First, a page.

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Career Colleges    » Montana

Montana Career Colleges and Universities

Career and Technical Training in Montana

Career Colleges, Technical Schools, and Universities in Montana

Find a listing of of Montana's career schools and colleges. Montana State University is in the top tier of US research institutions. Each program from a Montana Career College, a post-secondary for-profit institution, offers an education with an in-demand career field. The programs are designed to get you work-ready, equipped with the practical knowledge, and the competence needed to obtain a competitive career in Montana.

At career colleges in Montana, you typically don't take general education classes in core subjects such as English and math. Instead, you focus on career-related courses.

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Montana Career-Focused Degree Programs

Learn which Montana degree programs are in demand, and why residents benefit from pursuing them.

Montana higher education means mountains of opportunity for college grads

It is no secret that college graduates tend to fare better than high school grads and drop-outs in terms of employment and earnings potential. While Montana residents benefit as much from these trends as anyone else, reports suggest too few pursue higher education. This is a shame because Montana schools are known for both their academic rigor and affordability. By taking advantage of Montana career training options, you could help residents meet growing employer demand for college-educated workers, while improving your own career forecast.

Montana education: notable trends

""Big Sky Country"" may be known for its low population density, but do not let that fool you into thinking its educational offerings are equally scarce. The state's two largest college systems -- Montana State University and the University of Montana -- serve thousands of students a year. These colleges, along with a number of additional schools, offer residents a breadth of degree options. Montana schools tend to be budget-friendly, too: According to the National Center for Education Statistics, the average cost to attend Montana state colleges in 2009-10 was $12,400, about $2,500 less than the national average.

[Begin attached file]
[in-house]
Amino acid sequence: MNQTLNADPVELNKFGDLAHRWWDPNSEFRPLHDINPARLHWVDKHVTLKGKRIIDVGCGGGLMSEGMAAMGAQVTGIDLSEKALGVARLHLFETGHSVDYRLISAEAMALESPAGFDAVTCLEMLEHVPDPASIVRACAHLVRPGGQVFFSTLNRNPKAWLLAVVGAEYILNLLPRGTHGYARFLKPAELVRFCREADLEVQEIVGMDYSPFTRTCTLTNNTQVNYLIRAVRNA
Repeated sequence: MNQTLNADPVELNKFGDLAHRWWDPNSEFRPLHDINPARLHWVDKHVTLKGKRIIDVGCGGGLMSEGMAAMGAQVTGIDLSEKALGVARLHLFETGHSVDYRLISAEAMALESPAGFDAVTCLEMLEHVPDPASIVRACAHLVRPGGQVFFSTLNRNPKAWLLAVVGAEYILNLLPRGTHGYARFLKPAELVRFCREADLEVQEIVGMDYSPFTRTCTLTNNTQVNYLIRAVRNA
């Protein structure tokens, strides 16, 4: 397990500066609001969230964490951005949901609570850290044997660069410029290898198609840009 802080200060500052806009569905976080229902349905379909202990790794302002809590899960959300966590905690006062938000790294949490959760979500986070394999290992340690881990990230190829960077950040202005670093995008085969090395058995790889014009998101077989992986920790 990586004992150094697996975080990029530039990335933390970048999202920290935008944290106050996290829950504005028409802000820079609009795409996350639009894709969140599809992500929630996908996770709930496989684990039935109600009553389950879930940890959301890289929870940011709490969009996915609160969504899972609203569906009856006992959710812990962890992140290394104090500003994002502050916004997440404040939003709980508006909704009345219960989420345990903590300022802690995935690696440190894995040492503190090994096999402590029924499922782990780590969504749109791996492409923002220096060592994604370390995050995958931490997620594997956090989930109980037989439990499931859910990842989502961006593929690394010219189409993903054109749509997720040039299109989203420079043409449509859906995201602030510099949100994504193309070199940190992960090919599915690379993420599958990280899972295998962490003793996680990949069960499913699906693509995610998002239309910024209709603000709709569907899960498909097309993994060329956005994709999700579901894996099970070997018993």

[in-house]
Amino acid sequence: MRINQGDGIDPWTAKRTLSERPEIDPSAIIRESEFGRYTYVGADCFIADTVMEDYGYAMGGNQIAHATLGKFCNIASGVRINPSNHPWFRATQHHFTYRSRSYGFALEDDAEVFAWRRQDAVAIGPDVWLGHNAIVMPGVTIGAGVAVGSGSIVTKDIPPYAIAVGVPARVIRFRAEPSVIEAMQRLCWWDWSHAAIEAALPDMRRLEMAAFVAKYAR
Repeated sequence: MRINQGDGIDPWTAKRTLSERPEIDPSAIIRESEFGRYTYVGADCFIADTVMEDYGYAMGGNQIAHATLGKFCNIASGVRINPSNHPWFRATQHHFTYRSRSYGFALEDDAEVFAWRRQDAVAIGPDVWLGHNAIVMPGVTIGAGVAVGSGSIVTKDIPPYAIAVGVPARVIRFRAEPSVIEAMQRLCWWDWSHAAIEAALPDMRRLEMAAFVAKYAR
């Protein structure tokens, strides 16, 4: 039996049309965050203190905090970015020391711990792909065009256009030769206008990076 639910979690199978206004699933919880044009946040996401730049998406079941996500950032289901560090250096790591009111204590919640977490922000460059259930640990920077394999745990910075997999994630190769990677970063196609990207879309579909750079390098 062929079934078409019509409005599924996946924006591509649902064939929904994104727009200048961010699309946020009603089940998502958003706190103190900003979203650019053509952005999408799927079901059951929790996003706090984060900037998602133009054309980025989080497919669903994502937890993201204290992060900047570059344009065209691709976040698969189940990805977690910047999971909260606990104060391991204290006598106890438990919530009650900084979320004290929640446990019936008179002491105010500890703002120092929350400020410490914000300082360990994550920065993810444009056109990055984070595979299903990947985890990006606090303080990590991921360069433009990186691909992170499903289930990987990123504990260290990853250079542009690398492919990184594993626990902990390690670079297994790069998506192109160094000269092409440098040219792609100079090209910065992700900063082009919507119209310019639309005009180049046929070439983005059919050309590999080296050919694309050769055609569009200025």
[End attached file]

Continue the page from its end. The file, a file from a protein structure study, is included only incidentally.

Unfortunately, too few Montana residents are taking advantage of their state's career training resources. The U.S. Census reports that in 2008, 37.6 percent of Montana residents age 25 and older had college degrees. While this is on par with the national average, Montanans trailed the rest of the country in terms of advanced training: 8.3 percent had post-baccalaureate degrees, 2 full points below the national average.

Perhaps more concerning are projections regarding the state's future educational competitiveness. The Lumina Foundation reports that if the state's current educational attainment rate holds, 45.6 percent of Montana workers will have earned degrees by 2025, far short of the 62 percent of Montana employers that Georgetown University's Center on Education and the Workforce projects will require this type of training by 2018. By pursuing higher education, particularly in high-demand fields, Montanans can curb this trend, helping to secure their economic futures.

Montana's economy at a glance

Montana was traditionally an agricultural and mining powerhouse, known for its wide open fields, cattle ranches, and gold and silver mines. While agriculture still plays an important role in the state's modern economy, times have changed. According to the U.S. Department of Labor, Billings Hospital, Montana State University and Malmstrom Air Force Base were among the state's largest employers in 2010.

Meanwhile the DOL projects that the following will be among the state's fastest growing industries between 2008 and 2018:

  • Administrative and Support Services
  • Arts, Entertainment and Recreation
  • Professional and Business Services

The following are among the DOL-projected fastest growing occupations for the same period:

  • Medical Assistant
  • Industrial Engineer
  • Physical Therapist Aide
  • Environmental Science Technicians

Earning a degree in any of these areas can make it easier for Montana college grads to find a job, but the truth is earning a degree in virtually any discipline can help one's long-term career potential. The DOL reports that employment rates tend to improve with education, and according to the Census Bureau, full-time workers with bachelor's degrees earned about $23,000 more than high school graduates in 2009. This wage disparity only widens with advanced training.

While the news regarding Montana higher education trends may be troubling for employers, there is a silver lining: Fewer college graduates means less career competition for degree-holders. In other words, investing in your education may pay off in ways you haven't considered. Research Montana universities and trade schools to get started.

Author: Aimee Hosler
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Montana Colleges, Universities, and Schools
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